FBI-CJIS Security Policy Compliance Officer
Mark Rivera, Customer Retention Manager and CJIS Security Compliance Officer with Vigilant Solutions, served for sixteen years with the Maryland State Police, retiring at the rank of First Sergeant with thirteen of those years at the supervisory and command level. He holds a Master of Science Degree in Management from The Johns Hopkins University and Secret clearance through the FBI, Baltimore.
In recent years technology has come to the aid of tactical police units to help them gain better intel and counter their adversaries' tactical advantages.
Quite a few procurement officers have absolutely no idea what the folks in the field really need when it comes to night vision. Nor do they understand the different uses of thermal imaging versus light amplification and when they should be deployed.
The Columbine High School massacre underscored what can happen when tactical teams cannot communicate. Fast-forward 13 years, and such incompatibility still exists for many tactical teams, particularly those in mid-size to small departments.
Hard-earned insight into the vagaries of the human mind can only take the average officer so far. As the psychological impairments of those he or she comes into contact with become more acute, it's less likely that an officer will be successful dealing with them.
The Greensboro (N.C.) Police Department ended a stand-off with a naked man using two tactical robots, after neighbors called 911 to report he was standing on his porch with a firearm, calling to God.
Last month, we gave you a look at some of the items from SHOT that immediately caught our attention. This month, we're going to open up the briefcase, and the boxes, load the CDs and the jump drives, and give you our Best of Show report.
I was recently reading how more and more professions are turning to checklists to improve safety. I have been advocating just this kind of practice for law enforcement for decades.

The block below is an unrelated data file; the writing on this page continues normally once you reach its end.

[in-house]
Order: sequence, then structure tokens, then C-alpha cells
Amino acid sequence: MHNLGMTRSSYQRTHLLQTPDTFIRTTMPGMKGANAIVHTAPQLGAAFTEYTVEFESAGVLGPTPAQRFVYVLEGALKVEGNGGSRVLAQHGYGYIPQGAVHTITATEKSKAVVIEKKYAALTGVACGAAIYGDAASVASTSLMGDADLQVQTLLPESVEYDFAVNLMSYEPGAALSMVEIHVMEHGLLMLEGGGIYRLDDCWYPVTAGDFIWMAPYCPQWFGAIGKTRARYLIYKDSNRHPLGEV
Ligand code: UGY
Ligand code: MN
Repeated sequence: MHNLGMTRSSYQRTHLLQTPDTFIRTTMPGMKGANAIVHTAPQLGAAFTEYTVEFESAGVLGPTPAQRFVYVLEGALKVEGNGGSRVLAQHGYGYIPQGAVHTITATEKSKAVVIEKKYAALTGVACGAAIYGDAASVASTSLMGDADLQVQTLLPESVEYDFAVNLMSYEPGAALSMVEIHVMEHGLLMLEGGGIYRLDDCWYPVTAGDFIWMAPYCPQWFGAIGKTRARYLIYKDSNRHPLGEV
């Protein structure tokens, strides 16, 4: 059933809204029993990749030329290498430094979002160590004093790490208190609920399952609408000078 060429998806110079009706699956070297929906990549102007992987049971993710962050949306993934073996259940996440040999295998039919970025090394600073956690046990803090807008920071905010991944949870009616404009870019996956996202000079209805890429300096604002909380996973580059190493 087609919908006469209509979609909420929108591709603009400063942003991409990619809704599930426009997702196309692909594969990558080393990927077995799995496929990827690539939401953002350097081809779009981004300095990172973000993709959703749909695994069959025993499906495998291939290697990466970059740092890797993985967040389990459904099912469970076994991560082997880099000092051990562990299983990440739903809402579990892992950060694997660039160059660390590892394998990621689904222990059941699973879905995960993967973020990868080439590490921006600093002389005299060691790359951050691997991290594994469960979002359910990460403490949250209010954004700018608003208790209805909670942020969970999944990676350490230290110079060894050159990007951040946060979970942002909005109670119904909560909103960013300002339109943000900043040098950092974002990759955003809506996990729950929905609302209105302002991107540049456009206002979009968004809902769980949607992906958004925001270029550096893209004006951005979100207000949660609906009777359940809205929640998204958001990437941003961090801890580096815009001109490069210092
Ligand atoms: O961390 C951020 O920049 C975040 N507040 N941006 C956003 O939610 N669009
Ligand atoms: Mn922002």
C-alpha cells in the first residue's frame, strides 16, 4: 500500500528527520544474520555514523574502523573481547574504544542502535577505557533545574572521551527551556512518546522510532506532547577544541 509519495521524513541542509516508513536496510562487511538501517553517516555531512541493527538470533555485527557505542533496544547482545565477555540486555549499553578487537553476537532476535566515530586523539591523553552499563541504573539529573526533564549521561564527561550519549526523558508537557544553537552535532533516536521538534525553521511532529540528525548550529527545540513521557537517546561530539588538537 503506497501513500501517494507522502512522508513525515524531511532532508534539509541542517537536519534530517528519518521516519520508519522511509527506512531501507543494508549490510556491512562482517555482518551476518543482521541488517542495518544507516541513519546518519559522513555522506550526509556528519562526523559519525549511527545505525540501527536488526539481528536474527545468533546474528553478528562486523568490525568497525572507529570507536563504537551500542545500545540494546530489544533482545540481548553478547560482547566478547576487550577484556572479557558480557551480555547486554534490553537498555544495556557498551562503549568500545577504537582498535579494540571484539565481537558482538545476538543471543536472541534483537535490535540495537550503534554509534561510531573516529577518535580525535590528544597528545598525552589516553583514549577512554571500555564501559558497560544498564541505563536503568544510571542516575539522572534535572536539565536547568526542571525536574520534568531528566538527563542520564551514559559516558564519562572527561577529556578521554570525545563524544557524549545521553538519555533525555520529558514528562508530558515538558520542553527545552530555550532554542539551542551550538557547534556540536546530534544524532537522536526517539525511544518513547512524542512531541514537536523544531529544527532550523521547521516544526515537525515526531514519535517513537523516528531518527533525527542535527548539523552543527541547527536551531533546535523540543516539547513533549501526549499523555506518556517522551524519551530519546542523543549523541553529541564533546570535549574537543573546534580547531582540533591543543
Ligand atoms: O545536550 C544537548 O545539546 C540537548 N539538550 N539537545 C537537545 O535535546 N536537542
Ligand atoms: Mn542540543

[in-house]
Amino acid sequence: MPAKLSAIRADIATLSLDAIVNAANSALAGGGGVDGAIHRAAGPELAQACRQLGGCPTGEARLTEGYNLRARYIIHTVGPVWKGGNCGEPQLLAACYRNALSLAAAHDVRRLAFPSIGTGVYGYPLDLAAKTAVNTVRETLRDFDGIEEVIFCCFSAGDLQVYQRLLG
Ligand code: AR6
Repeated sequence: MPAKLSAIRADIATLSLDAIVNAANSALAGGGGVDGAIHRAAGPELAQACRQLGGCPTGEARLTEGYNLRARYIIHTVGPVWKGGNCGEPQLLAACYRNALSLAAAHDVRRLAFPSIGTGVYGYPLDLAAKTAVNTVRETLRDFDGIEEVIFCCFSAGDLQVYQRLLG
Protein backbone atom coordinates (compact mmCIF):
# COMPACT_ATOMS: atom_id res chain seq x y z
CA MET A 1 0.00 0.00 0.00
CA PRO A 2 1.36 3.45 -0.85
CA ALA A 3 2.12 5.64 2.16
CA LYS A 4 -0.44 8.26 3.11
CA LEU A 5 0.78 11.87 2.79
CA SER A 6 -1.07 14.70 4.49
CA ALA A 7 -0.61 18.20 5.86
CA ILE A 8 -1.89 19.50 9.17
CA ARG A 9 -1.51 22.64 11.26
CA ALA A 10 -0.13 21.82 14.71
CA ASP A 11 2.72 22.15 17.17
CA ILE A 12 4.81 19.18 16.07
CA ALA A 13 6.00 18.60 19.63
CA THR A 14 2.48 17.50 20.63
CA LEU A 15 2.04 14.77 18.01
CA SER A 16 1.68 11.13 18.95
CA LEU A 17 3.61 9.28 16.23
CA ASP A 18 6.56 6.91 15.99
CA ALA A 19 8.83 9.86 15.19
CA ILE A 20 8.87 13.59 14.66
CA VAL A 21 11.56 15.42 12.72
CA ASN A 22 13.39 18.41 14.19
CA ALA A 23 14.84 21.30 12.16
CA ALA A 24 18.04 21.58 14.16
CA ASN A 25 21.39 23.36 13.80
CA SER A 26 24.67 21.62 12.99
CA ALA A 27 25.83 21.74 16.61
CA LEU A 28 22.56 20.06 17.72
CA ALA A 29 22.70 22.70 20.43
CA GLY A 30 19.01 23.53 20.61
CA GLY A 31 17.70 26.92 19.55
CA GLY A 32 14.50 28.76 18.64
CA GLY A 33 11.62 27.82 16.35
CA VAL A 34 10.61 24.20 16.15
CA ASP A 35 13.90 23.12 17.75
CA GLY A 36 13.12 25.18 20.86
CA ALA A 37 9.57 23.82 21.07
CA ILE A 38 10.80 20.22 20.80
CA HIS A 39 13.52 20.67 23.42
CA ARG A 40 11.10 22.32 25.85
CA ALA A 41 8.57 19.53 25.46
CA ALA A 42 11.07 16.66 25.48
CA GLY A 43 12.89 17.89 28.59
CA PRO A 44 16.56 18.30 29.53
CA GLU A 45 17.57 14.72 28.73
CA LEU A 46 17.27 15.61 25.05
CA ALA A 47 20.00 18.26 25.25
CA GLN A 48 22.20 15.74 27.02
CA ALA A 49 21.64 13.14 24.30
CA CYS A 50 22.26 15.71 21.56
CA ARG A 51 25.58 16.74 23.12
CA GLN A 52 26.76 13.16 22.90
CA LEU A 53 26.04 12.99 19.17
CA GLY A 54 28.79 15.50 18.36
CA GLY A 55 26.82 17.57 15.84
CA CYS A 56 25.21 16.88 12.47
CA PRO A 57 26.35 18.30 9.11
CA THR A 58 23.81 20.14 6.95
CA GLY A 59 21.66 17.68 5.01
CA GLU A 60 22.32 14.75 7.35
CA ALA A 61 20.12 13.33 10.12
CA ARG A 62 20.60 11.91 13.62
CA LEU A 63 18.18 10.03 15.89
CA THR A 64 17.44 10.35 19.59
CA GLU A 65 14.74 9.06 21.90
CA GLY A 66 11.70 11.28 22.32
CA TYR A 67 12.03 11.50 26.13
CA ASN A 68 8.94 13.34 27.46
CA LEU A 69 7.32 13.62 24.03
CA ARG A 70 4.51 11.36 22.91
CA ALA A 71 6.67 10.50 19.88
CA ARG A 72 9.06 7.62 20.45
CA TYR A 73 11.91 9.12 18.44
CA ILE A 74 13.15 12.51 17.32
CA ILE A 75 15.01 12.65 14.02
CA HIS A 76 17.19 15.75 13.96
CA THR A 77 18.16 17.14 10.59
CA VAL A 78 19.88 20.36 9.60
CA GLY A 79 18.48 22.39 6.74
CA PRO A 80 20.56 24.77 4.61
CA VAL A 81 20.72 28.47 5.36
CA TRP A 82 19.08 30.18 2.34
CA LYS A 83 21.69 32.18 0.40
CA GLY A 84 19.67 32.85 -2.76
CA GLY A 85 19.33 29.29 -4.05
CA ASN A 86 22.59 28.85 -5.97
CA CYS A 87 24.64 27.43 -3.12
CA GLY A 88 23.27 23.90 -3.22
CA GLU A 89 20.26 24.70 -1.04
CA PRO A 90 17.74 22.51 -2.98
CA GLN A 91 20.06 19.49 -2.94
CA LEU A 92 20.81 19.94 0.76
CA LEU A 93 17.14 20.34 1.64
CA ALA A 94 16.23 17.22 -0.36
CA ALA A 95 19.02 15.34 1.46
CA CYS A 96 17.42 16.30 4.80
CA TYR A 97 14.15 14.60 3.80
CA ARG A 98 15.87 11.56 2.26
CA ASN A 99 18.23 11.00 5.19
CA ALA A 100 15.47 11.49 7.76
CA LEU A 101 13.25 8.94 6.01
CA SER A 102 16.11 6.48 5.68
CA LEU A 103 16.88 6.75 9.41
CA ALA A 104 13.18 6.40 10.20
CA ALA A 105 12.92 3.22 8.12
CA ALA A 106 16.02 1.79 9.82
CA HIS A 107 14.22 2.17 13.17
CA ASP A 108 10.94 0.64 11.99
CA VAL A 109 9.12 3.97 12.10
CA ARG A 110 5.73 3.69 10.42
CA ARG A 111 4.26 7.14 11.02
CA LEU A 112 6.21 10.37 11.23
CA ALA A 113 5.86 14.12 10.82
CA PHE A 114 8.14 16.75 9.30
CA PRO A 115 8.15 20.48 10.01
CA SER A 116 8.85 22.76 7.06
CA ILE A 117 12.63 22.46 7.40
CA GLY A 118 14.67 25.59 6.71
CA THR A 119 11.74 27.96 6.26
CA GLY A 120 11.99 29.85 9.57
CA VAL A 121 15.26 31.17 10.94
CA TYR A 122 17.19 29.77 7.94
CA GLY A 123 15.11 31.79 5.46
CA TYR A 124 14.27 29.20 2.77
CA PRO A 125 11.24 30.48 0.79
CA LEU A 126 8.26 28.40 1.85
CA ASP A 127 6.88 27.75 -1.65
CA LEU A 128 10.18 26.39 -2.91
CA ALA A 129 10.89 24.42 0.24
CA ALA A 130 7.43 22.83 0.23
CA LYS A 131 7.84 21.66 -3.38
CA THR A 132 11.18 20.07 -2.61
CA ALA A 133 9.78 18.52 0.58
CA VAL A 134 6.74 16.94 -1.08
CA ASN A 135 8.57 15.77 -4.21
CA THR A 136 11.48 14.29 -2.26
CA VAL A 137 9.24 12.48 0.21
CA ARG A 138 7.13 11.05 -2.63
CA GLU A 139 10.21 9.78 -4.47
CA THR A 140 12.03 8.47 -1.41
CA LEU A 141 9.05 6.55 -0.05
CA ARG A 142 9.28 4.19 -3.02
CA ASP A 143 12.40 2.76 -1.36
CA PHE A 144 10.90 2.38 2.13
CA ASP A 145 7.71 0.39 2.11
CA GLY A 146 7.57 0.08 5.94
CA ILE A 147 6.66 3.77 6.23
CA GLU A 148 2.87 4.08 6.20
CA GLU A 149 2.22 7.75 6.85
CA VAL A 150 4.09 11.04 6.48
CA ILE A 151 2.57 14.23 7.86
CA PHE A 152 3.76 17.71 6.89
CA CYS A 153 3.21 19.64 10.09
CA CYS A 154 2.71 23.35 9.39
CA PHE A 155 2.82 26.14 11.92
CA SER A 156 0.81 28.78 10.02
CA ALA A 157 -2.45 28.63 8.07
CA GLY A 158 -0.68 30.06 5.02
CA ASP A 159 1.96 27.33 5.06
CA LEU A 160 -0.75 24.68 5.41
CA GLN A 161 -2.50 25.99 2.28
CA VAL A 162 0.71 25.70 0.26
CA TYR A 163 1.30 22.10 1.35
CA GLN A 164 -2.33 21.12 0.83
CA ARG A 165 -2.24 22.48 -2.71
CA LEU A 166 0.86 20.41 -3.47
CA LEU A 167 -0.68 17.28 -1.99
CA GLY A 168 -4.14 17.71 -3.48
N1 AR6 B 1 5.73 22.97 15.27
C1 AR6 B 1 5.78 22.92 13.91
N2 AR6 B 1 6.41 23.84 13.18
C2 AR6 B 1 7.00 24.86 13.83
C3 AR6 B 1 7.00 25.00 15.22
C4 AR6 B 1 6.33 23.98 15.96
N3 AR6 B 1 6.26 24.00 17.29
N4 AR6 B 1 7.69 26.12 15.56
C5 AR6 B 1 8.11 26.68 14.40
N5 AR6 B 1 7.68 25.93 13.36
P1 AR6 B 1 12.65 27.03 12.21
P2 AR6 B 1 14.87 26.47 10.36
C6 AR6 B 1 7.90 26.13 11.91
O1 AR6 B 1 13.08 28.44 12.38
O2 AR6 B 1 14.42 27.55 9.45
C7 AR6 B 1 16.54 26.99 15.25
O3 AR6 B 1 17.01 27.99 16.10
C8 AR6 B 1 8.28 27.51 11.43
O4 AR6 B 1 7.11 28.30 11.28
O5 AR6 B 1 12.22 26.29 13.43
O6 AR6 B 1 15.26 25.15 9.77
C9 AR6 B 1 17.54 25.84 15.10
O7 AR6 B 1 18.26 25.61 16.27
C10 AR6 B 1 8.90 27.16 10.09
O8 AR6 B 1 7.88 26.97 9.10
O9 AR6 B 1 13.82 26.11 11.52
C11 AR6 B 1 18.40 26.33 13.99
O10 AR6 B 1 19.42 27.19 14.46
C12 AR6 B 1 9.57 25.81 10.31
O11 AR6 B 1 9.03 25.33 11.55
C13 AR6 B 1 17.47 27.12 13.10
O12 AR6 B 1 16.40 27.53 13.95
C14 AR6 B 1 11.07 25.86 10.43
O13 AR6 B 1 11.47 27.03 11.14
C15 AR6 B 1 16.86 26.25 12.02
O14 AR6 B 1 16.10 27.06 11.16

Recent news that Congress is considering a bill that could strip federal fish and game officers of their firearms struck a nerve with me. It's another example of civilians not realizing the dangers faced by these dedicated officers.
Being able to wear a true "gun belt" when out of uniform is important to keep your sidearm from moving and flopping around. When your holster moves and tilts you print through your cover garment, showing you are "armed." You will not have this issue with the Taclite Jean-Cut Pant.
Parent company Bushnell took the BoreSnake and combined it with M-Pro7's cleaning products, creating a complete cleaning kit for personal, range, or agency use.
While Ruger's LCP proved popular with both civilians and law enforcement officers, there were those who felt that its .380 cartridge was a lower end choice for defensive purposes. To answer this criticism, Ruger developed the Light Compact 9 (LC9).
Alaska State Trooper Zachary Huckstep recognized the signs of a house fire and rescued the homeowner and her baby daughter from the flames and thick smoke on Nov. 12, 2009.
We live in an age of political correctness where saying the right things seems to have more value than doing the right things. People use catch phrases to draw attention to themselves and make them seem wise and caring.
MMA practitioners commonly use choking techniques to defeat their opponents. The consequences of your being "choked out" or rendered unconscious are severe for officers. Learn how to defeat the rear naked choke and guillotine choke.
It was the prospect for violence that found Volusia County, Fla., Dep. John Braman pulling up short of a single-story house in Deltona on the morning of Nov. 26, 2011. He'd driven there in the hopes of finding Corey Reynolds.
On the palm of each glove is a red stop sign pocket made of this material that holds two LED strips, and on the back of the hand are two green light strips that hold one LED strip each. The combination allows motorists to see the light up to at least one-quarter mile away, and the replaceable lithium batteries last for up to 35 hours.
Police use of technology to catch criminals makes the U.S. Supreme Court nervous, as was evident in the recent Jones decision. In the absence of a recognized basis for a warrantless search, Jones does mean that a warrant must be obtained for installation andmonitoring of a GPS tracker on a suspect's vehicle.